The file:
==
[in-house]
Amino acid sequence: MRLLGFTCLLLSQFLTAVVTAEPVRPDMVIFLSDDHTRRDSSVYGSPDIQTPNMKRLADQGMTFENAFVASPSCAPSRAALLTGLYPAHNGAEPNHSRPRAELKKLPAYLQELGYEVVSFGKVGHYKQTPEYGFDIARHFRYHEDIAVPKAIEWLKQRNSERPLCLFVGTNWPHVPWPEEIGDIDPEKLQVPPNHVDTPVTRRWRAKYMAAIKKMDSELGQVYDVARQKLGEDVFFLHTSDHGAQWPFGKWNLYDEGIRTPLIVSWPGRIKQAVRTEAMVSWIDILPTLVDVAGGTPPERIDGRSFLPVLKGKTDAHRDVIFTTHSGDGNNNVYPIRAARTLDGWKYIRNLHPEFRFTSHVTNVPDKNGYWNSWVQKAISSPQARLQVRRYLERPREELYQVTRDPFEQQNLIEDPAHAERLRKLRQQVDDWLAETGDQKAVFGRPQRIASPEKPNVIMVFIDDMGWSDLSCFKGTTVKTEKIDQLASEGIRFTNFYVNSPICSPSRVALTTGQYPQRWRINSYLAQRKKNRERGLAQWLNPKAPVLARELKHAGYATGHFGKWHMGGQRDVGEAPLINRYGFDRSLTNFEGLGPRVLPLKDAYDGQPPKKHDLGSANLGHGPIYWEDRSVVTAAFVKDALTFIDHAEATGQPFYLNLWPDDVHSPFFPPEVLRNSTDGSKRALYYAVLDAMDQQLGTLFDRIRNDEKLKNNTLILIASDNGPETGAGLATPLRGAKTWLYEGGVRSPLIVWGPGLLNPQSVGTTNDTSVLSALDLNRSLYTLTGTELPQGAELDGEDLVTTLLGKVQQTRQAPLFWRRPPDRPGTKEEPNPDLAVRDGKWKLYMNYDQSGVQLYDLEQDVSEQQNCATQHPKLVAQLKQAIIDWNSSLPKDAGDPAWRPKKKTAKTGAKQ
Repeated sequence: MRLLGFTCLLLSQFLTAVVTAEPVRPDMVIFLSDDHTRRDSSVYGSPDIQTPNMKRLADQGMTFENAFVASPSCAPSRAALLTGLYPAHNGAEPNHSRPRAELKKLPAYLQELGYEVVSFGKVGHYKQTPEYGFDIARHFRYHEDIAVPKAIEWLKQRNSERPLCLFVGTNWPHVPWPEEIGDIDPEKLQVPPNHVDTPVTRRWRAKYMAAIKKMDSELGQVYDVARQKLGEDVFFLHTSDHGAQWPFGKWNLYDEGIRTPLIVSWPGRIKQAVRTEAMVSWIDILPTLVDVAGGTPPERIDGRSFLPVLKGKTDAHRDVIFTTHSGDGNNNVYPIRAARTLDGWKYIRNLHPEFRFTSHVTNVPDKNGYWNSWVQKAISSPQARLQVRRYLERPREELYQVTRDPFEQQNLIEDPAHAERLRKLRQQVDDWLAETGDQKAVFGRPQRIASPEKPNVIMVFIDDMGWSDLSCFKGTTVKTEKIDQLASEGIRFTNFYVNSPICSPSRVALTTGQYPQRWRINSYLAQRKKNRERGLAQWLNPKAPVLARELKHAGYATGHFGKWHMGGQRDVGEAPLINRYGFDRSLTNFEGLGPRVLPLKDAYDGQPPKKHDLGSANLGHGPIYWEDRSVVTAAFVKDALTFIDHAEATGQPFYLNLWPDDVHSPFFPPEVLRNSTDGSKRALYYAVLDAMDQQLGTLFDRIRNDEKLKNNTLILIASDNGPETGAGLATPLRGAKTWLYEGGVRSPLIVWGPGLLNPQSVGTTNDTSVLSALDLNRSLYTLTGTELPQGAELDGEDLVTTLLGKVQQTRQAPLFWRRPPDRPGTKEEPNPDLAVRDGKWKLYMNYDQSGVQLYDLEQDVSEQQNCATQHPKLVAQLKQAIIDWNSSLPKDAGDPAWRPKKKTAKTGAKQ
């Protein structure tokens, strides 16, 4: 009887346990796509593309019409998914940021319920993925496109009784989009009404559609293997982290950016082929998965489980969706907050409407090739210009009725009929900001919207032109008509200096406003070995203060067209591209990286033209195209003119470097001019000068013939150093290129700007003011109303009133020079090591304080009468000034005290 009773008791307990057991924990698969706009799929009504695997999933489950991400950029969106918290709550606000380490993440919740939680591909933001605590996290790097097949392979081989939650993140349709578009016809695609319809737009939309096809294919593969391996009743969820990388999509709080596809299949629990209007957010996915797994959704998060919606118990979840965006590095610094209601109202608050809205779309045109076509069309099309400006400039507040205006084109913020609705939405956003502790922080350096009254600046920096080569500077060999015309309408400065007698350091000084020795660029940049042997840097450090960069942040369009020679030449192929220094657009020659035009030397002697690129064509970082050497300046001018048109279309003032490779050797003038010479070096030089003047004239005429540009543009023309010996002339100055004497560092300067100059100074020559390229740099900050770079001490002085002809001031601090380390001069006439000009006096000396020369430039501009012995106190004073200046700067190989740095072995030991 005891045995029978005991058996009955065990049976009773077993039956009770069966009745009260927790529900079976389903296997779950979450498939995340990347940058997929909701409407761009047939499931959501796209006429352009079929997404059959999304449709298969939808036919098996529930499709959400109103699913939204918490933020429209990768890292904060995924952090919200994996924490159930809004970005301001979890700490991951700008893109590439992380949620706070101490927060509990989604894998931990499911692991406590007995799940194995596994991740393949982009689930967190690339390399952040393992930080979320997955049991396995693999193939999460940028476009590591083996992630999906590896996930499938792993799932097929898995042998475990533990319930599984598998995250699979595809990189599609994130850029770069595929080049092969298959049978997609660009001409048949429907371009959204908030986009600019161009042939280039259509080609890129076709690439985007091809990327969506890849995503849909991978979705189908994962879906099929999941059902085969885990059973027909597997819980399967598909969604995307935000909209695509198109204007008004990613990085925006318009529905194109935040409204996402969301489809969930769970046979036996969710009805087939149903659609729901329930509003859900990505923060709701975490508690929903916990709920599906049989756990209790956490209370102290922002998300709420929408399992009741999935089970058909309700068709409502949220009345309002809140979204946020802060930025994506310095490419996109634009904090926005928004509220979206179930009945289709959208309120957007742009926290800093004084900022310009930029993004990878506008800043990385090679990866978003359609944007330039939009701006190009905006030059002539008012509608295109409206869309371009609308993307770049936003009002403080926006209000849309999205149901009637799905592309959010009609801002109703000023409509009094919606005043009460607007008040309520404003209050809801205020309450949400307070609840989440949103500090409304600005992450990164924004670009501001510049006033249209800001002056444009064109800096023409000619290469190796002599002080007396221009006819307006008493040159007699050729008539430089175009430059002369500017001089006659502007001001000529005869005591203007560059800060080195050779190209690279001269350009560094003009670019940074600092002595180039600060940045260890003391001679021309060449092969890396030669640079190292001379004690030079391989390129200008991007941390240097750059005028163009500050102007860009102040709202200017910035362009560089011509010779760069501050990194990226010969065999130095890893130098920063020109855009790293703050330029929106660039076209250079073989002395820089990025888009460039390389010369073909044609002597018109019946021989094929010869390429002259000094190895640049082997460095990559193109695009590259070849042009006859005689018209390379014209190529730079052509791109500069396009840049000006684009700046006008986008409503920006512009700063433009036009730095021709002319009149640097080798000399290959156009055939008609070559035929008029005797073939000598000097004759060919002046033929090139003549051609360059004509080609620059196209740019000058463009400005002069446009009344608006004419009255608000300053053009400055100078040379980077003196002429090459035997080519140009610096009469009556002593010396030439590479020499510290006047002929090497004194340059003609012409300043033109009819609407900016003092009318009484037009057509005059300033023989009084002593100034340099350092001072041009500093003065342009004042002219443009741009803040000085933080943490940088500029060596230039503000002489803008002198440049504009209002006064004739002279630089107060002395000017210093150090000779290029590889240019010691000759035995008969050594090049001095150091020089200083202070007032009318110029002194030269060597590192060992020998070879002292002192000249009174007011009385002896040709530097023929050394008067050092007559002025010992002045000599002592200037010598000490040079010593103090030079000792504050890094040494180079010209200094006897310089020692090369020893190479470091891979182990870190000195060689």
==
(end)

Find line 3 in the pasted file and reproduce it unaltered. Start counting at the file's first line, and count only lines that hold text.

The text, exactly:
Repeated sequence: MRLLGFTCLLLSQFLTAVVTAEPVRPDMVIFLSDDHTRRDSSVYGSPDIQTPNMKRLADQGMTFENAFVASPSCAPSRAALLTGLYPAHNGAEPNHSRPRAELKKLPAYLQELGYEVVSFGKVGHYKQTPEYGFDIARHFRYHEDIAVPKAIEWLKQRNSERPLCLFVGTNWPHVPWPEEIGDIDPEKLQVPPNHVDTPVTRRWRAKYMAAIKKMDSELGQVYDVARQKLGEDVFFLHTSDHGAQWPFGKWNLYDEGIRTPLIVSWPGRIKQAVRTEAMVSWIDILPTLVDVAGGTPPERIDGRSFLPVLKGKTDAHRDVIFTTHSGDGNNNVYPIRAARTLDGWKYIRNLHPEFRFTSHVTNVPDKNGYWNSWVQKAISSPQARLQVRRYLERPREELYQVTRDPFEQQNLIEDPAHAERLRKLRQQVDDWLAETGDQKAVFGRPQRIASPEKPNVIMVFIDDMGWSDLSCFKGTTVKTEKIDQLASEGIRFTNFYVNSPICSPSRVALTTGQYPQRWRINSYLAQRKKNRERGLAQWLNPKAPVLARELKHAGYATGHFGKWHMGGQRDVGEAPLINRYGFDRSLTNFEGLGPRVLPLKDAYDGQPPKKHDLGSANLGHGPIYWEDRSVVTAAFVKDALTFIDHAEATGQPFYLNLWPDDVHSPFFPPEVLRNSTDGSKRALYYAVLDAMDQQLGTLFDRIRNDEKLKNNTLILIASDNGPETGAGLATPLRGAKTWLYEGGVRSPLIVWGPGLLNPQSVGTTNDTSVLSALDLNRSLYTLTGTELPQGAELDGEDLVTTLLGKVQQTRQAPLFWRRPPDRPGTKEEPNPDLAVRDGKWKLYMNYDQSGVQLYDLEQDVSEQQNCATQHPKLVAQLKQAIIDWNSSLPKDAGDPAWRPKKKTAKTGAKQ